SCANG
Post Deployment Programs for SC Law Enforcement Officers
 

Police officers who are deployed to the war zones are just like everyone else. Many experience issues related to separation from family members and loved ones. Some suffer reactions to stress on the battlefield or stress from simply living in the war zone. Others find it difficult to make the transition back to work, family and personal life.

The difference between the average citizen and the police officer lies in the fact that upon return to the civilian world, the officer continues to carry a weapon everyday, they continue to confront hostile forces each day they are on the job and they continue to run the risk of exposure to highly toxic critical incidents.

Through a volunteer cadre of SC Law Enforcement Officers who are also combat veterans, we now have a Post Deployment Peer Support Team. The mission of this team is to support fellow South Carolina cops as they make the transition from the war zone to the local law enforcement agency.

Programs and services in cooperation with the South Carolina Army National Guard include:

Post-Deployment Debriefing
Based on the work of the International Critical Incident Stress Foundation, the Post-Deployment Debriefing provides a peer-based group process led by other cops who are also combat veterans. In a 2-3 hour discussion, officers share their experience from the war zone, learn from each other and normalize their reactions. A law enforcement mental health professional provides essential teaching to assist in the transition process. These debriefings are held at least quarterly and sometimes more often. A debriefing may be initiated simply by calling the SCLEAP Offices. (See contact information on brochure.)

One-on-One Peer Support
Using the skills of active/reflective listening and basic crisis intervention techniques, one-on-one support of one law enforcement officer by another officer is often our first line of defense in helping cops get back on the road. In these one-on-one encounters, a police officer can confidentially reach out for resources and support. The peer team member can provide any number of resources, including but not limited to: liaison, advocacy, cathartic ventilation, social support, information, stress management suggestions, problem-solving techniques, cognitive reframing, spiritual support and referral for further assistance.

Post-Deployment Seminar (PDS)
The PDS is a model which has been in use by the Federal Bureau of Investigation since the early 1980’s. Using an alliance of Peers, Mental Health Professionals and Chaplains, the PDS provides a 3-day seminar format where officers find healing and a sense of resiliency as they work on war zone reactions and transitional issues in the presence of other cops who have traveled the same path. Officers are encouraged to bring their spouse (or significant other) to the seminar.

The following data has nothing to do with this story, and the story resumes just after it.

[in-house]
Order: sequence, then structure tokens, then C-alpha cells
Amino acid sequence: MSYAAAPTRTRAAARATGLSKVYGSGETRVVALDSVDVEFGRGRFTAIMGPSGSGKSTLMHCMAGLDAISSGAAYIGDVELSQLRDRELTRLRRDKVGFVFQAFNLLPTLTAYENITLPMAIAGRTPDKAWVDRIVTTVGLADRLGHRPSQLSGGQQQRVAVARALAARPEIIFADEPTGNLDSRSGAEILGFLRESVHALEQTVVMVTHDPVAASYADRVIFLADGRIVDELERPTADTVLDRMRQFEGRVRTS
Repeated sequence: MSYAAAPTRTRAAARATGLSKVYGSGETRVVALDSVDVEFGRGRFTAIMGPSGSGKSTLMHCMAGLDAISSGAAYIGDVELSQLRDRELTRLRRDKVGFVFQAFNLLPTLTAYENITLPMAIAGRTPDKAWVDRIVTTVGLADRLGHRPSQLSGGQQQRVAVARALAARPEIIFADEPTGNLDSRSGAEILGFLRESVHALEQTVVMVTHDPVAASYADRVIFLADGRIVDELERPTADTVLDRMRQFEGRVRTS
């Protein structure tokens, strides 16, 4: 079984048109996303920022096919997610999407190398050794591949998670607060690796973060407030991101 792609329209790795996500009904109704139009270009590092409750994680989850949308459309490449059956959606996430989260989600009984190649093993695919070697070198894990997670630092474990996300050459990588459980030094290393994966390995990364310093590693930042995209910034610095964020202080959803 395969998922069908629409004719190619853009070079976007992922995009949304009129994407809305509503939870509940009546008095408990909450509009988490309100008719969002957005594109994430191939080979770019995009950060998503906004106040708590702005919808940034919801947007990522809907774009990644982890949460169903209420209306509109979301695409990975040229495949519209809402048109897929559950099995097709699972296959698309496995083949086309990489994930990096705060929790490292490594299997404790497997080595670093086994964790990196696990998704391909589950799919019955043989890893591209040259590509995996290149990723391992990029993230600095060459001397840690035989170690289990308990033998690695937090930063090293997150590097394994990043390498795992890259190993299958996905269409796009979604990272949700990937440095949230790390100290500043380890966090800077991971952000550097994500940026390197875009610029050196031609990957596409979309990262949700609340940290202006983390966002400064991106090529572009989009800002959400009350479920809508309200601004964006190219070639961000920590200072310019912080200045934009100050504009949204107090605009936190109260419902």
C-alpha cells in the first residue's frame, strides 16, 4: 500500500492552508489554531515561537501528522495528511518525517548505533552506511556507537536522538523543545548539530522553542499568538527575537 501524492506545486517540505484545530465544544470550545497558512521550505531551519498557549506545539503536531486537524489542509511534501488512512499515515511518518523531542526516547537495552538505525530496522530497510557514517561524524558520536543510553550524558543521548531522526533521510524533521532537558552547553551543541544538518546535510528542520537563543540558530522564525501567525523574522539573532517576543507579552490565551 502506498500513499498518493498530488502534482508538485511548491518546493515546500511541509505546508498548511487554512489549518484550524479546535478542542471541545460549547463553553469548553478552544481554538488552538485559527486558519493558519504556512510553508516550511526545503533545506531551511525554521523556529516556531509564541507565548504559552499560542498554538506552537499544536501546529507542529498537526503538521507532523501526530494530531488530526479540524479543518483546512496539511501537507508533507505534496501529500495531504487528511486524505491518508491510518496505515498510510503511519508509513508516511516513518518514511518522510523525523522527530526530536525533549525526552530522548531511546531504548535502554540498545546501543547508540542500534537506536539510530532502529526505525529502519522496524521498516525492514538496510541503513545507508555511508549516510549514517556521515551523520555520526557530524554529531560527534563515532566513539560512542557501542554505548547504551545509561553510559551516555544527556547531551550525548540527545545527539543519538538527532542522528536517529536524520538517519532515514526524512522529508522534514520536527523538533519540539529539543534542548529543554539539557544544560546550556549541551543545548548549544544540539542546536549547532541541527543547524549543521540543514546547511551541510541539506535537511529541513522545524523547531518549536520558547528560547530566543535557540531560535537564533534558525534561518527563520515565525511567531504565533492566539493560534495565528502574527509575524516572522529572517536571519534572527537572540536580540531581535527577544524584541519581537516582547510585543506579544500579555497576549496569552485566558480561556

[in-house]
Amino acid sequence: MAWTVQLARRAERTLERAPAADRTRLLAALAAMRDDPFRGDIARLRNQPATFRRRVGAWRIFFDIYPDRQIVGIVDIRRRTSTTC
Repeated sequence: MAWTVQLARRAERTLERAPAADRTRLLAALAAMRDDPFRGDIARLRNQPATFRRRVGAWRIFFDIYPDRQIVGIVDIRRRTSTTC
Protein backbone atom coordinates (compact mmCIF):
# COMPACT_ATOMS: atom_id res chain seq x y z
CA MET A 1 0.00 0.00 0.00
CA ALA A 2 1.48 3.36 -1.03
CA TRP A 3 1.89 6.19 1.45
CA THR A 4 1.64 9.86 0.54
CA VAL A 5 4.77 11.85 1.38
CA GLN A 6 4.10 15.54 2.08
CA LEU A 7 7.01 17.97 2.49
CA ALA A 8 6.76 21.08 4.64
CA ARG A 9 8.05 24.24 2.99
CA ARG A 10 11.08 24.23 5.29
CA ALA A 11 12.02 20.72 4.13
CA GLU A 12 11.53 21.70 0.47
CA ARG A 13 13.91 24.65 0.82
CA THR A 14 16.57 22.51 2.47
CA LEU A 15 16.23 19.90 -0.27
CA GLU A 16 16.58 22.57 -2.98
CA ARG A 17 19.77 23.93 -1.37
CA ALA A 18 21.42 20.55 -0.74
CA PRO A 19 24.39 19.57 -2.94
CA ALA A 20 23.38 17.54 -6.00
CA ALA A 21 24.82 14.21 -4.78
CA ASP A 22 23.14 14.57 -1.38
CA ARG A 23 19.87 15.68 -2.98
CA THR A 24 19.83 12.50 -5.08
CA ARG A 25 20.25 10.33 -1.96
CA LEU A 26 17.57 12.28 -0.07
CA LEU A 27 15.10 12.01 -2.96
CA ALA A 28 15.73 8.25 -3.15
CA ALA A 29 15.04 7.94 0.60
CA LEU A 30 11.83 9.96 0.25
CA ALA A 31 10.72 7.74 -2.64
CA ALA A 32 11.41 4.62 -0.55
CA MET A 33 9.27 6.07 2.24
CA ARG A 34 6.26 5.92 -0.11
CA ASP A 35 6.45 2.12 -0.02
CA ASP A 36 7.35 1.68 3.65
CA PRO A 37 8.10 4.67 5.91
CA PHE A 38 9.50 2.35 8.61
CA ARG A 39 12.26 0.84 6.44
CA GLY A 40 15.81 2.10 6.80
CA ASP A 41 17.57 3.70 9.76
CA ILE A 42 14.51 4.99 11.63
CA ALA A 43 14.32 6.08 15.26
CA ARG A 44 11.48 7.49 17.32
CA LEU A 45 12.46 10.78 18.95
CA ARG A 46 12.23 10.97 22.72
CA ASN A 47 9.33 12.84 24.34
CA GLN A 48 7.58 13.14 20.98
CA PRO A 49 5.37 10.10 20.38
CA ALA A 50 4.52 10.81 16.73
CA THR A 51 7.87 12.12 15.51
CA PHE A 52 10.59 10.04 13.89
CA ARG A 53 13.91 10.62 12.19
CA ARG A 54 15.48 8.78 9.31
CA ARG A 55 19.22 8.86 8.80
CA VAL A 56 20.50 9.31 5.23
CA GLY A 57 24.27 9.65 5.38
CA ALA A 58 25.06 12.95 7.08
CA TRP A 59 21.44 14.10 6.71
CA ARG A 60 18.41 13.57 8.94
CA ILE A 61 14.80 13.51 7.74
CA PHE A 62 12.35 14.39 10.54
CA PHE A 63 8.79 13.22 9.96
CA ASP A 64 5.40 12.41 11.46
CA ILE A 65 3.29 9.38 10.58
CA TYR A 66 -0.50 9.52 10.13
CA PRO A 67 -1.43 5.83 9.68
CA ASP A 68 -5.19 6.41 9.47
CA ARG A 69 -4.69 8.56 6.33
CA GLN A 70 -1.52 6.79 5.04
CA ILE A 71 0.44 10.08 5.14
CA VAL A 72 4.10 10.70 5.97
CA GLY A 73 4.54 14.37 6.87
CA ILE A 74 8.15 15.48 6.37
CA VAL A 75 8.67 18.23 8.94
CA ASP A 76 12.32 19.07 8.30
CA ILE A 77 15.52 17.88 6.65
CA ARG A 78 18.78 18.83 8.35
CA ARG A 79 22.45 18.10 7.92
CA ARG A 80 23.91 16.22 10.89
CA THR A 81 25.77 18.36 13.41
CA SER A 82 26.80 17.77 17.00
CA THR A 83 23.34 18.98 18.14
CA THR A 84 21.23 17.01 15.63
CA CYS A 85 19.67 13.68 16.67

Referral for Further Services
Neither the Post-Deployment Debriefing, nor one-on-one peer support nor Post-Deployment Seminars could be described as traditional psychotherapy. Nor are they a substitute for psychotherapy. Consistent with the best practices in the mental health field, the Post-Deployment Peer Support Team can help officers get in touch with mental health resources in their area of the state. Issues such as clinical depression, marriage and family conflict, PTSD, alcoholism and a host of other maladies related to deployment can often show improvement if worked on with a licensed mental health practitioner.

Download PDF brochure for more details and contact information.

Download research project paper on "The Impact of Behavioral Health Issues on Soldiers Returning from Deployment" provided on this website by permission of Colonel R. Van McCarty, SCARNG

COPS InnovationRead report on Combat Deployment and the Returning Police Officer from the U.S. Department of Justice publication COPS Innovations. This report examines issues concerning police officers’ transition back to work after combat zone deployment. Topics include the psychological effects of combat deployment, methods that may lessen the severity of combat stress experienced, and strategies used by police agencies to help officers returning back to work, their families, and communities. The report highlights the responses of four police agencies that have taken measures to assist returning officers, and offers recommendations for further study.
Published: 06/29/2012

 
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